le dos, la tête, le ventre, patte avant, patte arrière…’ These days, guided tours in the caves are mainly devoted to delineating body parts by laser pointer ­– sections of mammoth and bison, auroch and deer; as if the people we are now could judge by our deracinated standards of representation the accuracy of an animal’s depiction by people who were intimately involved with the stalking, killing, carrying, butchering and eating of a deer, bison or ibex; they would have known a beast’s every move, bone and muscle. Our appreciative mutterings about accuracy and perspective in the paintings are laughably wide of the mark. In Chauvet, Herzog points out the delicacy with which a female lion not ready or willing to be mated has been depicted in a few spare lines, and points out another lion, drawn around a single stroke 6 feet long for its spine.

Cave of Forgotten Dreams captures something of the disorienting excitement and anticipation of entering a cave for the first time and even the experience of being deep in the earth, surrounded by traces of long-passed people. ‘The presence of humans in the cave was fleeting like a shadow,’ says Herzog; ‘Listen to the silence of the cave.’ says the leader of the visit, archaeologist Jean Clottes.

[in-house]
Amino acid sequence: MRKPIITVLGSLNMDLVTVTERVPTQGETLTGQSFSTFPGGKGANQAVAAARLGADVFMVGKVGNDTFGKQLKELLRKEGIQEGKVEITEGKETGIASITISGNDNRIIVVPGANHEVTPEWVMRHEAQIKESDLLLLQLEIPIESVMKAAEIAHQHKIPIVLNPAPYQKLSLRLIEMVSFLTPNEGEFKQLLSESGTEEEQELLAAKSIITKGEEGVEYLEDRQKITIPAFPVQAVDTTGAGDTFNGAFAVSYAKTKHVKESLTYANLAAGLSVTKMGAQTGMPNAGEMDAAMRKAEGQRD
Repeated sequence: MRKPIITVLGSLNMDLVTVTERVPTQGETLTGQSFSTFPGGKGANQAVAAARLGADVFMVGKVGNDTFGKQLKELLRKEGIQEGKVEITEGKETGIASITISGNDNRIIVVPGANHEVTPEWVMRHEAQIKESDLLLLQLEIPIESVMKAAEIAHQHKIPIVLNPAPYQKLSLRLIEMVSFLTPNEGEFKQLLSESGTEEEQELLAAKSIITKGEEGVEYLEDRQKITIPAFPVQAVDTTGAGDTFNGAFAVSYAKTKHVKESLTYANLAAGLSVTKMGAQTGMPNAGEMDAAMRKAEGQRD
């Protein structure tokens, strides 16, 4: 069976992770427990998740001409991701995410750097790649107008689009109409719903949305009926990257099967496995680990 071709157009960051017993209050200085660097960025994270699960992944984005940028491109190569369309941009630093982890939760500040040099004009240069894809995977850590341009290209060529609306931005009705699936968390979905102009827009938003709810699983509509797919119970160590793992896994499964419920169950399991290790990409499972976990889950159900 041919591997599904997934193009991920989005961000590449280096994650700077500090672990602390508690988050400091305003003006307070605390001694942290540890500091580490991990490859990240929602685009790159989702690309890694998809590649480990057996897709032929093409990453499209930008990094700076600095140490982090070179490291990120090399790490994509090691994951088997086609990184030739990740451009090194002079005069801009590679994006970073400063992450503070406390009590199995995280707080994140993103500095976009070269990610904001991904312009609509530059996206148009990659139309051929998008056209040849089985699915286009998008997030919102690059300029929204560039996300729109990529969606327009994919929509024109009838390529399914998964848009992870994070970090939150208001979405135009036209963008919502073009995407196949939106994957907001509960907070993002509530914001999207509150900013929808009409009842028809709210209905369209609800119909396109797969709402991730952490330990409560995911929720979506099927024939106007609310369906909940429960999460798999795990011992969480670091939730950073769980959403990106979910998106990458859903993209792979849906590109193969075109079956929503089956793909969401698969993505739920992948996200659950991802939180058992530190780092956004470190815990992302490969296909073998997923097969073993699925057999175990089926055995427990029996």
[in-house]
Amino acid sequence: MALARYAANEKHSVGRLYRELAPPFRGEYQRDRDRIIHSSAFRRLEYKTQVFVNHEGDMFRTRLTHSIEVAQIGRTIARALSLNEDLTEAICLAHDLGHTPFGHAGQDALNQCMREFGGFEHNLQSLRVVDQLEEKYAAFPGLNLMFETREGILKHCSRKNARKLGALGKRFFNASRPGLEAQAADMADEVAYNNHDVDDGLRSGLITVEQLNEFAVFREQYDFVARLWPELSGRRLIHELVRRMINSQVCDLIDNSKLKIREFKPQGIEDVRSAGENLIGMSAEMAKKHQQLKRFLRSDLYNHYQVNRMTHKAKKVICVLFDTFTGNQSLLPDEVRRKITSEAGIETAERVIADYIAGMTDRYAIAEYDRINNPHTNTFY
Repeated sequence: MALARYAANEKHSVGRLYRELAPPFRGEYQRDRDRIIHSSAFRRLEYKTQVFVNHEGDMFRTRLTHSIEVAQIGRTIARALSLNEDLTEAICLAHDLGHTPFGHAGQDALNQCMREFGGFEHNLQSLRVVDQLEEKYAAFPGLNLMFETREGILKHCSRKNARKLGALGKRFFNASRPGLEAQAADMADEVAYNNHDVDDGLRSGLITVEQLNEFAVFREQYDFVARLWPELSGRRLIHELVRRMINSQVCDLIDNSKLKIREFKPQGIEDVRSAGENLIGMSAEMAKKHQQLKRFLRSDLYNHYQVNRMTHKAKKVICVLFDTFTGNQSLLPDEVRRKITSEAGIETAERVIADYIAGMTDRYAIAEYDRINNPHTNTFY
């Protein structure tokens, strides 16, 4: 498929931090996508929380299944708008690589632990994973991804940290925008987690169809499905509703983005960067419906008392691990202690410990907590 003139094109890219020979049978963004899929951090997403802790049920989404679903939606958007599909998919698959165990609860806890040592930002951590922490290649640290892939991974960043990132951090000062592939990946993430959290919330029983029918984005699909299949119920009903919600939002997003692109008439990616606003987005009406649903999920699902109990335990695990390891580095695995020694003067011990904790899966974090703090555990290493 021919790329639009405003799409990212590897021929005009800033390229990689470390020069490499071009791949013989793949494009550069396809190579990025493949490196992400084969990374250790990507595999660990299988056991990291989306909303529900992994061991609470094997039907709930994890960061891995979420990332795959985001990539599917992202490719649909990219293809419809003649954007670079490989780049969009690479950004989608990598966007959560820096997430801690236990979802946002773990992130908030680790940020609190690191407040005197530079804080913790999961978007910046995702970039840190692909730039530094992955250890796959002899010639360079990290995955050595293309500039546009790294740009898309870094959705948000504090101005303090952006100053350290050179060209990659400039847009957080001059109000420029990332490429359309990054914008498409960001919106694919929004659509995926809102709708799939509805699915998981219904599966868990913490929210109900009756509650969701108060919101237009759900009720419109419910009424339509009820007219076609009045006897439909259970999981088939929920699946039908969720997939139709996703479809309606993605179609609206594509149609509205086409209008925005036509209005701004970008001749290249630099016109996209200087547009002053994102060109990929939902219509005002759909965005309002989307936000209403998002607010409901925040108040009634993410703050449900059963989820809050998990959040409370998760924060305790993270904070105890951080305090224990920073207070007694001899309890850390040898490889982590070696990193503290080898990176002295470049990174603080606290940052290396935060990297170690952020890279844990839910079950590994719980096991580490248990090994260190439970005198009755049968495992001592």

In the darkness of a cave, our eyes are drawn to the things we feel we can understand, often the showpiece paintings of animals, relegating what we think of as dots, lines, stipples and palm prints to marks of lesser importance. And the thought to which I keep returning; we are missing the essential charge that would help us know these images so much better – a charge of fear, awe and uncertainty, a feeling of needing to claim a place in a world that is evidently not ours, a teeming land of animals on which man has but a fingerhold. Of the many thousands of paintings in the painted caves of France and Spain, fewer than a hundred figures of humans have been found, and those usually incomplete or fragmentary, deliberately crude or schematised. Some have suggested there was a taboo against the depiction of human figures – a conceit that is thoroughly in tune with the anthropocentric egotism of our age; maybe we simply weren’t important enough to warrant it. Our precarious hold on the world these days is of a different order entirely. As Herzog says at one stage of the makers of these images: ‘we are locked in history, they were not.’